One of the co-founders of Mozilla the publishers of Firefox, Brendan Eich, has built a new browser to bravely stop outside online ads and ad tracking.
Brave to the rescue, mixed feelings about CEO
As someone who streams a lot of football (soccer for many of you) along with a number of other sports (this includes the Republican debates) and U.S. television from my home in Guatemala, online ads can be a bit of a bane to my existence. Imagine my excitement today when I woke to a press release in my inbox announcing a new browser specifically designed to block online ads.
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While I appreciate the Brave browser’s aim to block unwanted ads, I’m personally a bit torn on its creator, president and CEO, Brendan Eich. Eich was, if you remember, CEO of Mozilla for eleven days before stepping down less than two weeks into his tenure when it came to light that he made a 2008 contribution to a group who supported Proposition 8, the California ballot measure that banned same-sex marriage.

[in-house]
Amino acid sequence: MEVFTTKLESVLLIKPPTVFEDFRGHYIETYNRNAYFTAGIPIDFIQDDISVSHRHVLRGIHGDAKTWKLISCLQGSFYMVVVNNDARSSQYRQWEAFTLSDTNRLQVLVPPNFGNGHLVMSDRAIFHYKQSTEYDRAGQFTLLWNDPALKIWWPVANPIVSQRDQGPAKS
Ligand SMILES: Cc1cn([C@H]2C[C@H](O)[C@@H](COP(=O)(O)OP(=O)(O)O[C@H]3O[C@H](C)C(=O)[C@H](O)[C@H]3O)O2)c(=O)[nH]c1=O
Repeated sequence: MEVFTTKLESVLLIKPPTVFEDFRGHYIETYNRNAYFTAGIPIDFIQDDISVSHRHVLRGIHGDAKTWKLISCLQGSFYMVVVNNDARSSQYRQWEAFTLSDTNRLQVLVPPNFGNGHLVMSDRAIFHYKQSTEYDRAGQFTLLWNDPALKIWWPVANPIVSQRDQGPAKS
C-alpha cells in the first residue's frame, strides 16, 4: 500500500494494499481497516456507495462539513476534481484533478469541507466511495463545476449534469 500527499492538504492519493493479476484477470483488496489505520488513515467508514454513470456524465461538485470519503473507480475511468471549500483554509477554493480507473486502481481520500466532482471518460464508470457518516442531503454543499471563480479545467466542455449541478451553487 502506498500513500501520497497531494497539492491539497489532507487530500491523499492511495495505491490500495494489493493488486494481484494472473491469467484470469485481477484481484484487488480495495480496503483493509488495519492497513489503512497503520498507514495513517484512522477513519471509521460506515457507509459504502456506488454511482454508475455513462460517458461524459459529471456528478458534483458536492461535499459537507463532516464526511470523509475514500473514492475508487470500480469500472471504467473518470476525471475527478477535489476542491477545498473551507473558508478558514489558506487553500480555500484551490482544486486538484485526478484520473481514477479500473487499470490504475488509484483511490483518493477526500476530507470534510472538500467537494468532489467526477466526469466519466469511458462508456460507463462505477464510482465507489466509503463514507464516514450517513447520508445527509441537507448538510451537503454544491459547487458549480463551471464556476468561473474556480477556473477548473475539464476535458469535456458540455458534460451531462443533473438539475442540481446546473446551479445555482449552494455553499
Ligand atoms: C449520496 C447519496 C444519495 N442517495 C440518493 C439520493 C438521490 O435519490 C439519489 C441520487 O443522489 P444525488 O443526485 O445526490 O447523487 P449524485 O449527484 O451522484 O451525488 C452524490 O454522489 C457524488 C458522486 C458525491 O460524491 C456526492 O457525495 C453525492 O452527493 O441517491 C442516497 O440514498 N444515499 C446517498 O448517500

Few have used Brave yet which is designed for Window and OS X for desktop use as well as both iOS and Android for mobile use. It’s presently only made available for developers and it’s version 0.7 means it remains under construction with no preview and no final code launch date announced.
Eich explains Brave
Brave’s CEO is no fan of ad tracking going so far as to call the practice a “primal threat” to privacy. “I contend that the threat we face is ancient and, at bottom, human,” Eich wrote on Brave’s website. “Some call it advertising, others privacy. I view it as the Principal-Agent conflict of interest woven into the fabric of the Web.”
Eich doesn’t believe that ad tracking is a two-way street, but rather a predatory practice that encourages websites, including this one, to target you with revenue generating ads. Now that I think about, sports aren’t as important as my job.
In a nutshell, Brave intends to clean a website of the majority of its ads and all tracking and then supply its own ads from an anonymous collection of alternate ads.
“We will target ads based on browser-side intent signals phrased in a standard vocabulary, and without a persistent user id or highly re-identifiable cookie,” Eich said. “By default Brave will insert ads only in a few standard-sized spaces. We find those spaces via a cloud robot.”
“We are building a new browser and a connected private cloud service with anonymous ads,” he continued.